Hamas is not a monolithic organization. Hamas is not a fundamentalist movement. Opposition to Oslo and subsequent Israeli- Palestinian agreements, violent attacks on Israeli targets, challenges to the Palestinian Authority (PA), and anti-American polemics, all have fed the belief that Hamas is a militant movement on a collision course with the West and with the forces of moderation in the Arab world. This view must be reassessed. As the peace process moves forward with the signing of the Sharm el-Shaykh agreement between Israel and the PA in September 1999, the foreign policy of Hamas becomes more important to understand because it may have a direct bearing on the Arab-Israeli peace process. At least in this sense, Hamas' policies are extremely relevant for U.S. policymakers. Hamas' presence in Gaza and the West Bank, as well as in Arab countries that neighbor Israel, makes it particularly relevant to America's efforts to forge regional peace and stability.
The Palestinian territories and the Arab countries that neighbor Israel are at the heart of the peace process. Political developments in these areas also have a direct bearing on the policies of the Gulf governments. In addition, Hamas is a major voice of dissent against U.S. policies in the Middle East. Hence, the future course of Hamas may promote or hinder peace and stability in the region. Hamas' political activism, especially its acts of violence against Israel in the mid-1990s, coincided with the rise of the Muhammad Muslih and the United States to a position of unchallenged preeminence in regional and international politics. The confluence of these two currents has challenged America's two declared foreign policy goals: promoting political pluralism and containing radical Islamic movements.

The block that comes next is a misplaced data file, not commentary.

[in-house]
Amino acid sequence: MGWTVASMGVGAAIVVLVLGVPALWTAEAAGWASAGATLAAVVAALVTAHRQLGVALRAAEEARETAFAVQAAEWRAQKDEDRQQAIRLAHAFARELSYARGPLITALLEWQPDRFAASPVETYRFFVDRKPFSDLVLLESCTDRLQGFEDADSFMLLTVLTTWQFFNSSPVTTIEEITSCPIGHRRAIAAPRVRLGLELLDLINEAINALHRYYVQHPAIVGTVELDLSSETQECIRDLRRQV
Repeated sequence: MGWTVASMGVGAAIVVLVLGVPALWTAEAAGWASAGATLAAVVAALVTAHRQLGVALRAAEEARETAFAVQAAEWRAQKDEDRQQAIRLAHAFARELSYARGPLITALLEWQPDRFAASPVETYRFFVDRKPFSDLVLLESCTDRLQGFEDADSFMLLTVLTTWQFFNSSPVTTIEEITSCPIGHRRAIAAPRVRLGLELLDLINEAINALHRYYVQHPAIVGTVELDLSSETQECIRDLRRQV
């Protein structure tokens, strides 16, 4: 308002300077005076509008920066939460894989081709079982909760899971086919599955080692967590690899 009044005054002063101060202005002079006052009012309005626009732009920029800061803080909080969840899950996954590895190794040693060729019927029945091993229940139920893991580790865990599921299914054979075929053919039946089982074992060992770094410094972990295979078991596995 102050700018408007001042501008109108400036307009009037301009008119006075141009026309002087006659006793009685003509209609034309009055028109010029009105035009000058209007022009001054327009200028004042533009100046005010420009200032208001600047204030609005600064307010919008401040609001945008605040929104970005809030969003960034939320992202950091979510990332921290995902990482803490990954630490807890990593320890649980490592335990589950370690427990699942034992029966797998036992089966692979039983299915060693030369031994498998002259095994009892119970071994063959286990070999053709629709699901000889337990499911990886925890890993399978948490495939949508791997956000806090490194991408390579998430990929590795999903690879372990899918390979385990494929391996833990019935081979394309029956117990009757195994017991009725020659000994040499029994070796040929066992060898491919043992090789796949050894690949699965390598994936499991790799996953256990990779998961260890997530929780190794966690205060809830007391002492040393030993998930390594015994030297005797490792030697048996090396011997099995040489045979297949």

For many in the West, it is axiomatic that Hamas is a combative, ideological monolith that poses a direct threat not only to the peace process but also to Western interests in the region. American policymakers, like the public in general, see Hamas solely in terms of extremism and terrorism. While this is understandable in light of the violent actions of Hamas, it fails to take into account the diversity of the movement and the multiple and complex manifestations of its policies. Hamas should not be viewed as the monolithic enemy of America and the Middle East peace process. Its policies do not reduce to a rigid doctrine of religious reassertion.
Equally important, Hamas proved that it can change and adapt to new developments. The dynamic of the peace process is placing tremendous strains on the movement. The pressures of the PA and of other parties involved in the peace process have added to these strains weakening the infrastructure of Hamas and forcing it to reevaluate its policies and its modes of action. This paper analyzes the foreign policy of Hamas and the diversity of its multiple manifestations. It also discusses the international ramifications of this policy and concludes by suggesting practical measures the United States can take to encourage the inclusion of Hamas in peacemaking and nation-building in Palestine. This paper assumes that a policy of inclusion will broaden the base of Palestinian support for the peace process. It will also encourage more moderation on the part of Hamas.